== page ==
Wings Angels
Captain Stephanie takes the field at the end of the 1st quarter.

Wings Angels
At halftime fans lined up for Angels autogrpahs

Wings Angels
Stopping by to visit was former Angel Amy, who last danced for the team in 2007.

Wings Angels
Marie and Mad Dog

The rest of the photos here.

[Philadelphia Wings Angels]

Axe Maidens Double-Decker Bus Pub Crawl

On February 22bd fans and members of the Axe Maidens boarded a big red double-decker bus for their first Pub Crawl around Jacksonville. Riding on the bus was a lot of fun even though it was windy in the upper deck, and made for some funny pictures. Axe Maidens, Erinn, Amy and Keana took advantage of the scenery along the St Johns River to take some beautiful photos.

Axe Maidens

Axe Maidens

Axe Maidens

Along the way there was raffles with prizes that included a hat owned by Russell Crowe, Jacksonville Axemen season tickets and the opportunity to be a guest judge at the Axe Maidens auditions. In addition, everyone on the bus was given a special Axe Maidens Pub Crawl t-shirt thanks to our sponsors Vivid Images USA Inc. (Screen printing, embroidered apparel & hats)

Axe Maidens

Axe Maidens

Axe Maidens

[Axe Maidens on MySpace]

Wedding Bells in the Future for Emily Kuchar

Former Dallas Cowboys Cheerleader Emily Kuchar and Kansas City Royals pitcher Zack Greinke are engaged.

Emily

From MLB.com

For 7 1/2 years, since high school at Apopka (Fla.) High, Greinke has been in a relationship with Emily Kuchar. She’s a bright, energetic former Dallas Cowboys Cheerleader, a dancer and a model, and Miss Daytona Beach USA 2008. Emily even has her own
Web site.

And now, at last, Zack and Emily are going to be married.

When?

“Sometime this offseason,” he said. “She tried to make it Oct. 10. I told her, ‘That’s probably not going to work out, Emily. You know how much trouble I could get in if you do that? Please push it back.'”

Clearly, in the world of Zack, that part of the calendar is marked “Playoffs.”

PCB Exclusive: An Interview With Stacie Gazonas, Owner of Zonas Designs

Stacie Gazonas has cheered for the Kansas City Chiefs, the San Diego Chargers and performed in the 2007 NFL Pro Bowl. In a Professional Cheerleader Blog exclusive, Stacie discusses her experiences as an NFL cheerleader and answers the question, “is there life after cheerleading?”

Early Dance Background

Stacie Gazonas grew up in Lenexa, Kansas about 20 minutes outside of Kansas City. She started taking dance classes at the young age of 3 and began designing leotards for her dance studio at age 13. After being crowned Miss Dance Heart America, Stacie went on to dance on a cruise ship at the age of 19, performing in Las Vegas style productions. She accepted a dance scholarship to the University of Arizona, but quickly realized that she didn’t need a degree in dance to perform in front of a live audience, and changed her major to fashion design, her second love.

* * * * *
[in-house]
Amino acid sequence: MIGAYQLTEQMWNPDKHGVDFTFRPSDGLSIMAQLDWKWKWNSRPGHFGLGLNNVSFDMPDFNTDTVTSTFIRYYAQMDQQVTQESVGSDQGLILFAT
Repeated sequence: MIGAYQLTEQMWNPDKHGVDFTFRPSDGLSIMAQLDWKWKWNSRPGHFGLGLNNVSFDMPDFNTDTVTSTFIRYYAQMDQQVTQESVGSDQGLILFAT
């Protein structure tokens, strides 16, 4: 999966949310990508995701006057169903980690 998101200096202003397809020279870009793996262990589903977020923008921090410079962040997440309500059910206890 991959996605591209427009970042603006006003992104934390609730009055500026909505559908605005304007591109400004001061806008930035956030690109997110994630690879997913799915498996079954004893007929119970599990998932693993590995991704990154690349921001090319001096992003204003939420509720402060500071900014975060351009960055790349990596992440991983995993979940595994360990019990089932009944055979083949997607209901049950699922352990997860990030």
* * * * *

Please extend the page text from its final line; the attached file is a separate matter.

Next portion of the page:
Stacie

While in college, a friend suggested that she tryout for the Kansas City Chiefs cheerleaders, a squad that she made at the ripe old age of 18. It was the start of a long and distinguished career in professional cheerleading. Stacie has said that being a professional cheerleader has really shaped who she is today and has blessed her with the ability to combine her passion for dance and fashion design into a lifelong career.

PCB: Why did you become an NFL cheerleader?

SG: I became an NFL cheerleader because I really missed dancing when I was in college and my passion was always in performing, not necessarily in taking ballet classes. My dream came true when I stepped onto the field at Arrowhead stadium for the first time as a Chiefs cheerleader and performed before 80,000 people. I had chills up and down my spine.

My favorite part about cheerleading was the friendships I made on the squad and dancing in front of such a huge crowd. I loved every minute of it! It was all very glamorous too. At the age of 18, not a lot of women are able to have their hair and make up done for them or have a total makeover to really polish their look. The Chiefs cheerleaders always set a standard of being a classy cheerleading team and not to portray themselves like the many stereotypes of professional cheerleaders.

PCB: For many girls, tryouts can be daunting. Please tell us about your tryout experiences and what it was like to make the Charger Girls

SG: It was crazy! There were approximately 400 girls at tryouts and I believe there was a handful that had cheered for other NFL teams. I was so nervous and anxious…the waiting process almost killed me. In my case, I was in a different position than a lot of girls because I knew what it was like to be on an NFL team, so I knew exactly what I was going for and what I had to lose if I didn’t make it. I knew how my life was going to change if I made the squad and I missed it (professional cheerleading) so much I couldn’t wait to be on a team again.



PCB: How competitive was the audition process and what do you think led to your selection?

SG: The audition was very competitive. Some of these girls try out year after year and know the exact process. I made sure that I looked like a Charger Girl with my hair, make-up, fitness, and attire. I wanted the judges to look at me and say, “she looks like a Charger Girl”. I definitely think my dance ability helped me stand out, along with having the “NFL look”. I get nervous during interviews, so that was the area I felt weakest going into tryouts. As funny as it sounds, I would have rather done a solo in front of ten judges than have an interview.